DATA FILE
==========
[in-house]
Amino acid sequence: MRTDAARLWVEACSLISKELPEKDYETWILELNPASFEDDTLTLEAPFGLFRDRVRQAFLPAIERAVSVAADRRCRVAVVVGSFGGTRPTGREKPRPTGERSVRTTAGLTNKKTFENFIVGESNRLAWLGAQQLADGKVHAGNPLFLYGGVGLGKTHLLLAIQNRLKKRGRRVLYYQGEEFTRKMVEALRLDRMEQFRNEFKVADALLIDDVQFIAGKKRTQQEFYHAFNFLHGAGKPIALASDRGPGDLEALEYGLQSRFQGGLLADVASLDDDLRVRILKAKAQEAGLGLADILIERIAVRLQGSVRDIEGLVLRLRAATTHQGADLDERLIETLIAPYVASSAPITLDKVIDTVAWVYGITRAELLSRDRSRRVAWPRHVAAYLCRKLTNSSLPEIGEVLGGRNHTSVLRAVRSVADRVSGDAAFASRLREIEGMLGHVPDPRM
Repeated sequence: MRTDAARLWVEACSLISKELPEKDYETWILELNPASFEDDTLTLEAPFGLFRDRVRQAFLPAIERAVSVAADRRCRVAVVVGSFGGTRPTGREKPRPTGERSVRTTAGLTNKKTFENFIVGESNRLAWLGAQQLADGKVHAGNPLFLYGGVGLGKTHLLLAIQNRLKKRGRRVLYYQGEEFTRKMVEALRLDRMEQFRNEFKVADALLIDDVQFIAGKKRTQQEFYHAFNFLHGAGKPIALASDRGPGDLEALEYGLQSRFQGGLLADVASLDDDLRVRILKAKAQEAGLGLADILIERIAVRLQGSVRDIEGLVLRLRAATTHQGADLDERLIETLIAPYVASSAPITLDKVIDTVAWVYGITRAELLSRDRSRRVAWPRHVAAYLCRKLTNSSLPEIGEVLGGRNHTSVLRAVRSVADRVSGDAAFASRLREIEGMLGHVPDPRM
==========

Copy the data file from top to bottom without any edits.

[in-house]
Amino acid sequence: MRTDAARLWVEACSLISKELPEKDYETWILELNPASFEDDTLTLEAPFGLFRDRVRQAFLPAIERAVSVAADRRCRVAVVVGSFGGTRPTGREKPRPTGERSVRTTAGLTNKKTFENFIVGESNRLAWLGAQQLADGKVHAGNPLFLYGGVGLGKTHLLLAIQNRLKKRGRRVLYYQGEEFTRKMVEALRLDRMEQFRNEFKVADALLIDDVQFIAGKKRTQQEFYHAFNFLHGAGKPIALASDRGPGDLEALEYGLQSRFQGGLLADVASLDDDLRVRILKAKAQEAGLGLADILIERIAVRLQGSVRDIEGLVLRLRAATTHQGADLDERLIETLIAPYVASSAPITLDKVIDTVAWVYGITRAELLSRDRSRRVAWPRHVAAYLCRKLTNSSLPEIGEVLGGRNHTSVLRAVRSVADRVSGDAAFASRLREIEGMLGHVPDPRM
Repeated sequence: MRTDAARLWVEACSLISKELPEKDYETWILELNPASFEDDTLTLEAPFGLFRDRVRQAFLPAIERAVSVAADRRCRVAVVVGSFGGTRPTGREKPRPTGERSVRTTAGLTNKKTFENFIVGESNRLAWLGAQQLADGKVHAGNPLFLYGGVGLGKTHLLLAIQNRLKKRGRRVLYYQGEEFTRKMVEALRLDRMEQFRNEFKVADALLIDDVQFIAGKKRTQQEFYHAFNFLHGAGKPIALASDRGPGDLEALEYGLQSRFQGGLLADVASLDDDLRVRILKAKAQEAGLGLADILIERIAVRLQGSVRDIEGLVLRLRAATTHQGADLDERLIETLIAPYVASSAPITLDKVIDTVAWVYGITRAELLSRDRSRRVAWPRHVAAYLCRKLTNSSLPEIGEVLGGRNHTSVLRAVRSVADRVSGDAAFASRLREIEGMLGHVPDPRM